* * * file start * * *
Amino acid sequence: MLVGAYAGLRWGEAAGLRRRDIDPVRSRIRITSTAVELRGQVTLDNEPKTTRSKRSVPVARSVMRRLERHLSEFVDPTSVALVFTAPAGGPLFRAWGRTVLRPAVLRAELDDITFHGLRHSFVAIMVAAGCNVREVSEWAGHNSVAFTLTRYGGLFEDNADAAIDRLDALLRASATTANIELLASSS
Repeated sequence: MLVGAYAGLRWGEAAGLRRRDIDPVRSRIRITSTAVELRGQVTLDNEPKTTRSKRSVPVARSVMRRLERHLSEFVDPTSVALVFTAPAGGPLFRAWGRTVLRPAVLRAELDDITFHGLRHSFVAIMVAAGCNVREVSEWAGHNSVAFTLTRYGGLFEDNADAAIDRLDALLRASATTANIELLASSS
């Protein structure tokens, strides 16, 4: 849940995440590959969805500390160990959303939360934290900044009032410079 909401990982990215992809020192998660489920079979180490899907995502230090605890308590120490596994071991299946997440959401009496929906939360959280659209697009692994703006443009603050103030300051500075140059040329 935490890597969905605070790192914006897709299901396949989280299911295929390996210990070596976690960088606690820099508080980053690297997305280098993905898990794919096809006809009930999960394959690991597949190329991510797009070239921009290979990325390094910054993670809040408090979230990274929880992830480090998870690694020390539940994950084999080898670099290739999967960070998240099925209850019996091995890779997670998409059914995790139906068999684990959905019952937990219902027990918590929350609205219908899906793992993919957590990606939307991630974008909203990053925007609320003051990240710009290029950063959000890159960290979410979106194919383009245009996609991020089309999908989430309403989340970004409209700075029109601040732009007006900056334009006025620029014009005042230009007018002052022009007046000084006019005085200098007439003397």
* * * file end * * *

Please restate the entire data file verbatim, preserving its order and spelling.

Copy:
Amino acid sequence: MLVGAYAGLRWGEAAGLRRRDIDPVRSRIRITSTAVELRGQVTLDNEPKTTRSKRSVPVARSVMRRLERHLSEFVDPTSVALVFTAPAGGPLFRAWGRTVLRPAVLRAELDDITFHGLRHSFVAIMVAAGCNVREVSEWAGHNSVAFTLTRYGGLFEDNADAAIDRLDALLRASATTANIELLASSS
Repeated sequence: MLVGAYAGLRWGEAAGLRRRDIDPVRSRIRITSTAVELRGQVTLDNEPKTTRSKRSVPVARSVMRRLERHLSEFVDPTSVALVFTAPAGGPLFRAWGRTVLRPAVLRAELDDITFHGLRHSFVAIMVAAGCNVREVSEWAGHNSVAFTLTRYGGLFEDNADAAIDRLDALLRASATTANIELLASSS
């Protein structure tokens, strides 16, 4: 849940995440590959969805500390160990959303939360934290900044009032410079 909401990982990215992809020192998660489920079979180490899907995502230090605890308590120490596994071991299946997440959401009496929906939360959280659209697009692994703006443009603050103030300051500075140059040329 935490890597969905605070790192914006897709299901396949989280299911295929390996210990070596976690960088606690820099508080980053690297997305280098993905898990794919096809006809009930999960394959690991597949190329991510797009070239921009290979990325390094910054993670809040408090979230990274929880992830480090998870690694020390539940994950084999080898670099290739999967960070998240099925209850019996091995890779997670998409059914995790139906068999684990959905019952937990219902027990918590929350609205219908899906793992993919957590990606939307991630974008909203990053925007609320003051990240710009290029950063959000890159960290979410979106194919383009245009996609991020089309999908989430309403989340970004409209700075029109601040732009007006900056334009006025620029014009005042230009007018002052022009007046000084006019005085200098007439003397």